I find it hard to credit anything the press has to say about any person, especially someone as polarizing as the President of the United States of America. The vehemence that the political milieu generates started in this country long before the present day filled with tweets, buzz, blogs, and the twenty four hour news cycle. Back when John Adams was Vice President and the man many wanted to be King, George Washington, was the first President, political opponents and the press said any number of horrible things about Washington. Is any of that remembered now? If it is, it is usually met with scorn. Who could say something bad about Washington?
George W. Bush is not George Washington, let’s get that out in the open. I never thought he was quite the buffoon the media made him out to be, but then again, it’s hard to sort the wheat from the chaff when it comes to media coverage. I was looking forward to hearing from W in his own words, and in his book, Decision Points, I was not disappointed.
W. breaks his presidency, and some decisions prior to his term, into a few of the most important decisions he made, such as Day of Fire, War Footing, Afghanistan, Katrina, Iraq, and Financial Crisis. He breaks down the situation he was faced with, the possible choices, and the reason for his final decision with clarity, facts, and a humble, self deprecating humor.
If you don’t like W, I don’t think Decision Points will make you like him more. What I think it can do is help you understand the sheer volume of decisions, the heavy consequences of each choice, and the reason for his choices. W. had a lot of bad things thrown his way that he didn’t have any control over, and made the best decisions he could with the information that he had at the time. I can’t imagine any of us wanted to lead the country through 9/11, Hurrican Katrina, or the financial meltdown at the end of his presidency.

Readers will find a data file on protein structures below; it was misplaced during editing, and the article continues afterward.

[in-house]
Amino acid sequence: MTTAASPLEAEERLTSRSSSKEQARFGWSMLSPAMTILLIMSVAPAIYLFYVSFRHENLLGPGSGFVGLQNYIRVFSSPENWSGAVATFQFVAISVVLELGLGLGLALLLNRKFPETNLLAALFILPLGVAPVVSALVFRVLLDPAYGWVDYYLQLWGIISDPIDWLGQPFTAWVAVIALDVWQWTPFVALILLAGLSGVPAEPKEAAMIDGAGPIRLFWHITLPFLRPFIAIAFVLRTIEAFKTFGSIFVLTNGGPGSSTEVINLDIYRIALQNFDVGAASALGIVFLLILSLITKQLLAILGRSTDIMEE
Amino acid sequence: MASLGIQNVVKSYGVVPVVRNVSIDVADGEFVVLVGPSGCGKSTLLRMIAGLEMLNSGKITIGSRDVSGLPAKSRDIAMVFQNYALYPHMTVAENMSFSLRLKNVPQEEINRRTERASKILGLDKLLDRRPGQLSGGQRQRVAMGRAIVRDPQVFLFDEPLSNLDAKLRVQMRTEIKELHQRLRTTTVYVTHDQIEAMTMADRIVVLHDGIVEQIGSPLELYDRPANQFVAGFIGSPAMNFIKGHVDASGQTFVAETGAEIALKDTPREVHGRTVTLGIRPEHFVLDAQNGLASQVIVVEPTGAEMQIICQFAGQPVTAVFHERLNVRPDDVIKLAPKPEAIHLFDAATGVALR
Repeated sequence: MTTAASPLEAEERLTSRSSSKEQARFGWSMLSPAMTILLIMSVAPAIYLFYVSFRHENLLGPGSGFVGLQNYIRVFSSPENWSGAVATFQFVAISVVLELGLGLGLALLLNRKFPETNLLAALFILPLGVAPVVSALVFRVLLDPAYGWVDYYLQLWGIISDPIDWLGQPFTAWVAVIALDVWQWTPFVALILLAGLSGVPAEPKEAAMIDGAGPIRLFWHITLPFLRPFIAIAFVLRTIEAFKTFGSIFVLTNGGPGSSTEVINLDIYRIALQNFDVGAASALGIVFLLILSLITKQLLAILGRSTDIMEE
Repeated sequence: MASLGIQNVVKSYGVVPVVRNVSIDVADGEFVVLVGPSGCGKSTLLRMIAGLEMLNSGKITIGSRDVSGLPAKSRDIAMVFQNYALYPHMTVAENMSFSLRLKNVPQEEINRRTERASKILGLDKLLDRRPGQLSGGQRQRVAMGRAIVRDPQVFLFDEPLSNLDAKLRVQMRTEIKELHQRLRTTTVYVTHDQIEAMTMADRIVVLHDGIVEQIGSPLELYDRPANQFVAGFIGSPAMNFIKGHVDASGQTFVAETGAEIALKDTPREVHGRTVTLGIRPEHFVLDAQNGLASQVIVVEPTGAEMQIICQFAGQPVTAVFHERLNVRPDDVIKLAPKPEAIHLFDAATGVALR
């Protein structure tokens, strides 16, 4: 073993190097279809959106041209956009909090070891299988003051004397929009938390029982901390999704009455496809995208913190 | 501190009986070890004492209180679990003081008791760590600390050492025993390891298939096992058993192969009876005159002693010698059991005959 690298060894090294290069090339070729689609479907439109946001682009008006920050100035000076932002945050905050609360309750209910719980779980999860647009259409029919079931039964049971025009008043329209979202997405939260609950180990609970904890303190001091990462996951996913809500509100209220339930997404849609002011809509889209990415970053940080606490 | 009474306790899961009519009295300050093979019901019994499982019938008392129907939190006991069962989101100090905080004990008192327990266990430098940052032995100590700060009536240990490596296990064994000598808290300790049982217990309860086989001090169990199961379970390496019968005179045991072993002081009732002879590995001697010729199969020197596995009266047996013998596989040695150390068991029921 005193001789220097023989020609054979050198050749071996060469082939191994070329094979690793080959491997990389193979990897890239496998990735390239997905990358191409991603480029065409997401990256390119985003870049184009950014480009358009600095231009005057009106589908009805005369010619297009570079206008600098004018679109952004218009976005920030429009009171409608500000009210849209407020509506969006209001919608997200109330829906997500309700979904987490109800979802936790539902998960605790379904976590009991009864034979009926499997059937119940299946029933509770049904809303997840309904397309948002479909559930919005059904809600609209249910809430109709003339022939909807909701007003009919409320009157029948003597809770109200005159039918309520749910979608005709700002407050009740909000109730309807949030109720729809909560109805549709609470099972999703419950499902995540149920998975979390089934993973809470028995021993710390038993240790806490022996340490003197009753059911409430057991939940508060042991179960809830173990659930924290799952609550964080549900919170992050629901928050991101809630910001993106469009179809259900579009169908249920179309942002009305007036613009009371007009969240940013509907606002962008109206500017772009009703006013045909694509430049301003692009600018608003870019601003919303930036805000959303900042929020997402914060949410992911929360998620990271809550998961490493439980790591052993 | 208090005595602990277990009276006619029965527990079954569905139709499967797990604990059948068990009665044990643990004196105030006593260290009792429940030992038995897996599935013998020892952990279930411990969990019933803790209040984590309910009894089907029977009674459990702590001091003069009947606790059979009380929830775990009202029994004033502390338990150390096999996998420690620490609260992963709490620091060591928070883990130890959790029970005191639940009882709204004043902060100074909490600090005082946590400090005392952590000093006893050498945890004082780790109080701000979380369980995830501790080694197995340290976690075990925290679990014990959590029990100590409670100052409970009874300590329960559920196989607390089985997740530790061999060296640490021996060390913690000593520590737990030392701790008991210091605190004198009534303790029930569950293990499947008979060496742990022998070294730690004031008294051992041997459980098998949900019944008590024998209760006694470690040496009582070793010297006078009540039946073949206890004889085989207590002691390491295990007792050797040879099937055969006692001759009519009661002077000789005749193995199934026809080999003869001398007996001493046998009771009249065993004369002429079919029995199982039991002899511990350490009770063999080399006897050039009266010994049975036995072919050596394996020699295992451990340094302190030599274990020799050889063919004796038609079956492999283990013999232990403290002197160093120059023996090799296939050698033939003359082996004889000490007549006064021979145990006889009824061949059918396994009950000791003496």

He isn’t afraid to lay the blame for a situation where he thinks it belongs, even when the blame falls to him. He readily admits the mistakes he made, but also explains why he made the choices he did. We won’t all agree with the choices he came to, but I know I can’t fault him for making the tough, unpopular calls that no one else would have made. That’s what a leader does.
I strongly recommend this book. For a guy who avoids politics, it was refreshing to see what went into the decisions that the media would so egregiously blow out of proportion. I was also happy to see that on many issues I had heard of, the end result was very positive. The positive portion is what you’ll miss if you just watch CNN.
4.5 out of 5 stars.